A Little Tiny Meditation on Holy Wars and the Human Heart

While I’m always just a little suspicious of dates that have passed through numerous cultures over a long period of time, some set today as the day in 1099 when a month and a day after the Crusader army arrived at Jerusalem, in response to a vision of a priest they marched in procession around the walls of the city. They made their way to the Mount of Olives where the mad monk Peter the Hermit preached, exhorting them to take the city. The assault would take place five days later.


I’ve thought a lot over the years at how the children of the great Western religions have all encouraged holy war. The Jewish mythic history of Joshua and his armies taking the holy land at the direct instruction of the deity has been a curse on that land ever since. The Christian crusades are a mark of shame the Christian churches cannot avoid, however hard they try to squirm out from their culpability. And Islam’s jihad, well, today with a new caliph proclaiming his holy war from the desert between Syria and Iraq, what more is there to say on that one?

I’m certainly not letting the followers of other religions off the hook. While some have been more successful in avoiding the snares of spiritual justifications for their cultural wars, I am unaware of any world religion that has avoided this trap of God’s call to kill your enemies entirely.


On the one hand I feel in my bones how this happens. As we look at ancient cultures as often as not, maybe more, the name people give themselves is “the people,” “the human beings.” It is hard to see the other as in any way equal, or deserving of equal, or, even when a religion has become universal to not be co-opted by whatever corner of the world the tradition has sunk its roots into…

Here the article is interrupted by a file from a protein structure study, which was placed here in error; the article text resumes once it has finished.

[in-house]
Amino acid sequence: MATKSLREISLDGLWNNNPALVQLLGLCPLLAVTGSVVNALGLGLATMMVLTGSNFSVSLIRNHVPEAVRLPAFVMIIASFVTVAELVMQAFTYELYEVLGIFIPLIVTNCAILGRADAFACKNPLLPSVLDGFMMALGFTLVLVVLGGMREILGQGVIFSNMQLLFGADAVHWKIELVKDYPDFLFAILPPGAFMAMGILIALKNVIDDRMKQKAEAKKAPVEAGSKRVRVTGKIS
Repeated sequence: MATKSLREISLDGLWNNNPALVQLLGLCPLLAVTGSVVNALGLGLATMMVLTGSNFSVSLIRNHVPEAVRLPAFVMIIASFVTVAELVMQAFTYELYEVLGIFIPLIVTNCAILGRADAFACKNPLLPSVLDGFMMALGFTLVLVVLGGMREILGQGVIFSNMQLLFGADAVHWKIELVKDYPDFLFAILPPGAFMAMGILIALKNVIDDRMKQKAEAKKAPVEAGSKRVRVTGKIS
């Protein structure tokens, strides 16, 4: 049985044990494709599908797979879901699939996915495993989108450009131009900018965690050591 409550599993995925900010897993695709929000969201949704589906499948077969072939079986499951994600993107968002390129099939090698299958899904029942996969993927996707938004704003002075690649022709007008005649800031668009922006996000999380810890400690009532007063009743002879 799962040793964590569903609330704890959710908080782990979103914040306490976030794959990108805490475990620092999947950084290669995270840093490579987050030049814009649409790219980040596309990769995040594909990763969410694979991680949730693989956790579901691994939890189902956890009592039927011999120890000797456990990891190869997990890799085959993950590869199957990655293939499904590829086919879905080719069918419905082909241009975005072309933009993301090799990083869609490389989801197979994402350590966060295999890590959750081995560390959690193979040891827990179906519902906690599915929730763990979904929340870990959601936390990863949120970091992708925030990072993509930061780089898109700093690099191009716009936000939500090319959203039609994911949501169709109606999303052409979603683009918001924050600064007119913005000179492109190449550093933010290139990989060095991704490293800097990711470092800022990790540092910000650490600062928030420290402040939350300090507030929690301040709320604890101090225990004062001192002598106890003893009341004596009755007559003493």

The universal is true.

And, it is only ever known in the particular.


A while back a magazine published an essay I’d written about meditation. They gave it some lovely illustrations. But, the part that was meant to illustrate “paying attention” they showed with the arrows projecting outward from the meditator.

I objected, but for their own reasons chose not to change the direction of the arrows.

The great Soto Zen master Eihei Dogen once observed that if we advance ourselves toward the ten thousand things, we are manifesting delusion.

Instead he calls us to let the ten thousand things come to us, let the arrows point inward; and then we find awakening.

We are one and we are many.

And we need to be careful how we engage these truths.

As you and I exist in our particularity it is easy to project out into the world.

Not all of that projection is going to be bad.

But, if there are problems and if we aren’t lucky and if we aren’t careful, we will project our hostility outward, and justify ourselves as the true expression of the great universal.

And holy wars follow…

Small and great…

A word to the wise.


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